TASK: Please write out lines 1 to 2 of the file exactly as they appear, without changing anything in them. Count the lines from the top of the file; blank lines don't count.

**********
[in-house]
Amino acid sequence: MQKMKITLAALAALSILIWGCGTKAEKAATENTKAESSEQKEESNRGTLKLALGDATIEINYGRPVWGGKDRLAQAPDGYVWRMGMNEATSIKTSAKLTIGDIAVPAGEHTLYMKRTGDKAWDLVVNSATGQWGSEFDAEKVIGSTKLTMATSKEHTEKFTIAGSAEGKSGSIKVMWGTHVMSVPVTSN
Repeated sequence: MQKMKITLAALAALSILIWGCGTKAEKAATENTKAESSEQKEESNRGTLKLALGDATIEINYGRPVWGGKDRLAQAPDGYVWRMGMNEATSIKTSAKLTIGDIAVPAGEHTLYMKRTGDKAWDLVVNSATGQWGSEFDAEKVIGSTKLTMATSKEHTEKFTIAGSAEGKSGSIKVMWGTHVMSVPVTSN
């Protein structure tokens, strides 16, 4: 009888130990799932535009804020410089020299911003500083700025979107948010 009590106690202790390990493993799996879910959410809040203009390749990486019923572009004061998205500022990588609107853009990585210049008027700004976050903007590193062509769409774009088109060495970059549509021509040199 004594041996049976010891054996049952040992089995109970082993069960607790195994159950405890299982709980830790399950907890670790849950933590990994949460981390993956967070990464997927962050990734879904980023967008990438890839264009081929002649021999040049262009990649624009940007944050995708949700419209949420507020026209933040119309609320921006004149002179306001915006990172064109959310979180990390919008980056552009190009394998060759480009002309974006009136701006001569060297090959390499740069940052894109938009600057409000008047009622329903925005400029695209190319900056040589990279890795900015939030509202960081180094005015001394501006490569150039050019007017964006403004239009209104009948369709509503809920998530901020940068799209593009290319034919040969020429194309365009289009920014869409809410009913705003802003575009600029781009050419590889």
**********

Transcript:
[in-house]
Amino acid sequence: MQKMKITLAALAALSILIWGCGTKAEKAATENTKAESSEQKEESNRGTLKLALGDATIEINYGRPVWGGKDRLAQAPDGYVWRMGMNEATSIKTSAKLTIGDIAVPAGEHTLYMKRTGDKAWDLVVNSATGQWGSEFDAEKVIGSTKLTMATSKEHTEKFTIAGSAEGKSGSIKVMWGTHVMSVPVTSN